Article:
Woman who spent time in Bessborough mother and baby home credits her 'wonderful' father for helping to keep baby
A woman who spent time in a mother and baby home has paid tribute to her "wonderful" father for his support in keeping her child.
Dublin woman Terry Healy was 26 years old when she became pregnant in 1977.
The young expectant mother said she opted to travel to the Bessborough Mother and Baby Home in Cork "for privacy". She said she was determined to keep her baby.
The home made headlines earlier this year when it emerged that children who died there as late as the 1990s were buried in unmarked graves in St Finbarr's Cemetery in Cork city.
Young, unmarried, expectant mothers passed through the large wooden doors of Bessborough throughout the twentieth century and most left again without their babies - although not all were forced to give them up for adoption.
Speaking to Independent.ie, Terry said the father of her child was a man on a sabbatical from a religious order, an American member of the St John of God Brother's. He was a teacher in the Celbridge school where Terry worked, and it was there that they met.
According to Terry he “had no input whatsoever” in her son's life, as he continued with his religious life.
“I wasn’t upset in anyway at all strangely enough, but I knew it would change my life,” Terry said of the moment she discovered she was pregnant.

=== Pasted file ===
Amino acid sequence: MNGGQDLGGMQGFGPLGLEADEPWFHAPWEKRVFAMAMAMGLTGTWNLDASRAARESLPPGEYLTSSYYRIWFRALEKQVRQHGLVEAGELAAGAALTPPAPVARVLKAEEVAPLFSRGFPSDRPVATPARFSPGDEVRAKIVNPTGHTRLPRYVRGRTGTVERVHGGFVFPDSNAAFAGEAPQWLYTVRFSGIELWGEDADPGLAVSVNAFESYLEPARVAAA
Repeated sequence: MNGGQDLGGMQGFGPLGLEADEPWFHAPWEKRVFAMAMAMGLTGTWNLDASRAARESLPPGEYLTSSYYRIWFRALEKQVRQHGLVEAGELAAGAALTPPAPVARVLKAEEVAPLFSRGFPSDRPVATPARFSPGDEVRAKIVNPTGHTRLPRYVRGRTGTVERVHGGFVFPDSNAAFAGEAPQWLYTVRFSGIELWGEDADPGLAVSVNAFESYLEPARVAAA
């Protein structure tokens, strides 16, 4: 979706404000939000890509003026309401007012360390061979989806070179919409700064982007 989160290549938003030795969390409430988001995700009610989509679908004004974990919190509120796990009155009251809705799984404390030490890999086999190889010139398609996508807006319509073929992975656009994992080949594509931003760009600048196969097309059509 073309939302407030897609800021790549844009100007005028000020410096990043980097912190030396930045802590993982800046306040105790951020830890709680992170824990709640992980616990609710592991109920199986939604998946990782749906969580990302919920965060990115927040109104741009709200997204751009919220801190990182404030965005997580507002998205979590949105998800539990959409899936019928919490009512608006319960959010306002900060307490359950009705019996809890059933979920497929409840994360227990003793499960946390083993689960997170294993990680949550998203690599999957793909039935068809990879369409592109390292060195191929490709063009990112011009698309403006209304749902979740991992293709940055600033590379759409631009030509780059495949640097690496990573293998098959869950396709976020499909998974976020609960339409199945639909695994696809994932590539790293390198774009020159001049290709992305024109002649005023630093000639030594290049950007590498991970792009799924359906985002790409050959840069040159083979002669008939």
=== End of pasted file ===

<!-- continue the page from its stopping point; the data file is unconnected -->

She credits her "wonderful, absolutely fabulous father" for his attitude at the time.
"My mother died when I was 13 so he took over the family. He was a very honest, very straight man and we had a good chat the morning I told him, and he just said well ‘my goodness why didn’t you use something’ and I nearly died because that was 1977, 41 years ago.”
Unmarried expectant mothers were at the time, in Terry's words, considered to be "the worst sinners in the world."
“It was dreadful. According to the Catholic church, you were damned for life. Everyone thought that if you had a baby outside of marriage that you were a really bad person.”
Initially, Terry decided not to go to Bessborough but “after a couple of months and I knew that I wasn’t getting married, I knew that it would be better for privacy to go down and that was the main reason.”
She continued; “I absolutely hated it. That was a wrench, a huge, huge wrench altogether. But it was the way things were in those days and you just had to do it.
“When I walked in, I entered through this beautiful wooden door, the parlour as they called it down there, to meet the head nun. Everything was so beautiful and wooden and antique, gorgeous," she said of her initial impression of the place that she would call her home for the next seven months.
“And then the nun came out and I met her, and she ticked me off a list like it was a grocery list.
"You were given a name when you went in to remain anonymous, which was a very good idea if you didn’t want to share things with the other girls.
“[The place] was quite eerie, very eerie.
“I love Jesus, he’s my soulmate, he’s my heartbeat of everyday. I don’t believe fully in the Catholic church, but I do believe in some of it and I do believe in Christianity and that’s what saved me and gave me the strength to keep my son," Terry said.
She said her experiences in Bessborough did nothing to change her mindset on religion.
“I always felt the same as I do today," she continued.
"There were some nuns who weren’t nice, very uncompassionate. There was a lovely nun there, but she had to go away to the missions and another nun took her place.